Billboard in Iowa pushes for voting rights for convicted felons
A billboard recently unveiled near the Iowa capitol is part of a campaign to make it easier for convicted felons to restore their right to vote.
The NAACP Iowa State Conference is advocating for “restoring the votes of people with former felony convictions who have completed all the terms of their sentences,” according to Jessica Neal of the NAACP.
Neal said the application to restore voting rights in Iowa has been streamlined and simplified, with requirements such as credit history checks removed.
Forty-eight states and the District of Columbia require people convicted of a felony to lose voting rights. Iowa is one of four states in which that right is permanently forfeited upon felony conviction, although application can be made to have voting rights restored.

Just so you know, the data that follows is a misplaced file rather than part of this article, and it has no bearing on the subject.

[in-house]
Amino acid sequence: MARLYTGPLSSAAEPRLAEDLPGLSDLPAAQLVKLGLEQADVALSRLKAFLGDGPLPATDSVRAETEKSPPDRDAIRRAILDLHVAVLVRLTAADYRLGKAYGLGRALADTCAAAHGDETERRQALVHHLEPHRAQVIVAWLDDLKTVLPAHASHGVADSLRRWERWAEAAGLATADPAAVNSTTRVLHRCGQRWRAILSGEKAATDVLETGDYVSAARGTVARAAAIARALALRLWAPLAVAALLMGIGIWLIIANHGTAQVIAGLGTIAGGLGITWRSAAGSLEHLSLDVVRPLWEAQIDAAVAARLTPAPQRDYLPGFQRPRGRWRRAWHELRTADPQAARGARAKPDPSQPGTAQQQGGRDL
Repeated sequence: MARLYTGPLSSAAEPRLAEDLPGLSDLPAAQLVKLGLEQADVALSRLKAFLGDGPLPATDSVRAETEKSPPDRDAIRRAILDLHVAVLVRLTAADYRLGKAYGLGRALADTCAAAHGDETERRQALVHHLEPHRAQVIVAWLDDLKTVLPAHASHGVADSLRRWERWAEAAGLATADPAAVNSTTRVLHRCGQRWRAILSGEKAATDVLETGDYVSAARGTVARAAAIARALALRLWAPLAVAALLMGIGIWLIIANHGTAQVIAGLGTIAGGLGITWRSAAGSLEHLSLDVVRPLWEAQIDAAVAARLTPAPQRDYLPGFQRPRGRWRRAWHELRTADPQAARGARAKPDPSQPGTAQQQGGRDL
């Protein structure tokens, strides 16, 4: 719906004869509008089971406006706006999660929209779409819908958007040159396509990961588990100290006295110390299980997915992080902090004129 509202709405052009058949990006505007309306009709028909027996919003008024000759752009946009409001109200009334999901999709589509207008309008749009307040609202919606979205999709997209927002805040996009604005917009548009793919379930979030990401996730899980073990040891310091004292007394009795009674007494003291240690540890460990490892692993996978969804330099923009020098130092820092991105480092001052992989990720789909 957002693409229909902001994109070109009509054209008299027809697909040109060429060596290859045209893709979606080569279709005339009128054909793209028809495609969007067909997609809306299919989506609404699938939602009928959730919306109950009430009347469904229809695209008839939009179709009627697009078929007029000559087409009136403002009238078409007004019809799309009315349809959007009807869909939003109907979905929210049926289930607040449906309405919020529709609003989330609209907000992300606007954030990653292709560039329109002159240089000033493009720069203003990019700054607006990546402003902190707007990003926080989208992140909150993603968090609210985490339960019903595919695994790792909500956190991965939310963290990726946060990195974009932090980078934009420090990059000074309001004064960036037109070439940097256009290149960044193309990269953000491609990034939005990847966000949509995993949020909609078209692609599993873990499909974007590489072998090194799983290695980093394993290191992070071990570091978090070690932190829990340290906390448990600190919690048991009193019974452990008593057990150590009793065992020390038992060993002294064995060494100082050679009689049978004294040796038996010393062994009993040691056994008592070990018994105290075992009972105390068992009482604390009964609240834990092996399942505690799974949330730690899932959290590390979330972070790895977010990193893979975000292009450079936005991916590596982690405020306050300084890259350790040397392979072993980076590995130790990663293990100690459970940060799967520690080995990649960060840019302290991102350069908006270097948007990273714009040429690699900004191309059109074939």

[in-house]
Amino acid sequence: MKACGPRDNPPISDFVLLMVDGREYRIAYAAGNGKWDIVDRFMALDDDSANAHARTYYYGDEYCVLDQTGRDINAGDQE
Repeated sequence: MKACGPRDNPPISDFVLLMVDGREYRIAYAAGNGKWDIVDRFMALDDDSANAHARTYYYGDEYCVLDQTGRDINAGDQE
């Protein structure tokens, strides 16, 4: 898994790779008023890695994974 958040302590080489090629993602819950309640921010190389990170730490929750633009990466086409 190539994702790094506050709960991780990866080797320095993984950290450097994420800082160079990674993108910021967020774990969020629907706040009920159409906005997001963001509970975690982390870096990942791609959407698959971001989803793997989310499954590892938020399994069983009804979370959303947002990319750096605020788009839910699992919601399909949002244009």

“The NAACP hopes that the billboard also serves as a reminder for people formerly convicted of felonies to continue to seek restoration of rights under the new application process,” Neal said.
“The faces on the billboard represent millions of citizens whose voices are silenced because of past felony convictions,” said Jotaka Eaddy, NAACP Senior Director for Voting Rights. “These are parents, taxpayers, students, employees, and in some cases employers who are expected to reintegrate and function normally in a society where they cannot cast a vote.”
The NAACP launched its “Restore the Votes” campaign in October 2012.